Make sure you take the time to edit your work.  Like other forms of writing, a blog post is rarely completed in one draft. Many writers find it helpful to take a post through several revisions and fine-tune the post as you go along. Check grammar, spelling and punctuation, and make certain that all of your links are working.

Make sure the content you are providing is targeted to the right demographic.  

Possibly one of the worst mistakes a blog post can make is missing the mark of its readers, forgetting who they are and their needs and interests.

Helpful content should be user-focused (asking what our users’ problems and priorities are), communicated clearly and presented in succinct language.

Content should be valuable.  

In the perfect blogging world, creating valuable content would be at the top of every blogger’s list for their post objectives.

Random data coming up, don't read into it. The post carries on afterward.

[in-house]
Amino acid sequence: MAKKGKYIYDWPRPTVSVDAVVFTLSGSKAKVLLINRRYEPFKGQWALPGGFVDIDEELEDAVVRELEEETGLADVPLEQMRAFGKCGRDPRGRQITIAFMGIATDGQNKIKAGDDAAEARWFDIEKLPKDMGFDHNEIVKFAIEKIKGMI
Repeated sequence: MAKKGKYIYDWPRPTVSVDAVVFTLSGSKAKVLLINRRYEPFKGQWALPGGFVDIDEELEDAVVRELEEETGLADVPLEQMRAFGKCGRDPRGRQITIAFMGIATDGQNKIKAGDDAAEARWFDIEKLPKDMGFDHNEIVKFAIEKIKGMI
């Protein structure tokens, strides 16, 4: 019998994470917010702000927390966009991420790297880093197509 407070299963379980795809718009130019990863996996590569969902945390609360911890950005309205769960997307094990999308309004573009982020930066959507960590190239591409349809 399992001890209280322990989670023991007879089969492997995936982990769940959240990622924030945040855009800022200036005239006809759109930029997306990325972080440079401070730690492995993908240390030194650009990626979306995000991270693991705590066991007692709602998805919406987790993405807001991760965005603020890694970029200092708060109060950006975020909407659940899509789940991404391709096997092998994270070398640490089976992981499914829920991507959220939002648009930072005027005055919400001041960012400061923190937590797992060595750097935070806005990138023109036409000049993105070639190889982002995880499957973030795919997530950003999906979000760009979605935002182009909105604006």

While our definitions about valuable content may vary, ask yourself these five questions:

  • Can the user find the content
  • Can the user read the content
  • Can the user understand the content
  • Will the user want to take action
  • Will the user share the content

See the complete list here

I’m looking forward to flexing this new baby muscle in the next few weeks.  Here’s to our survival in this brave new world!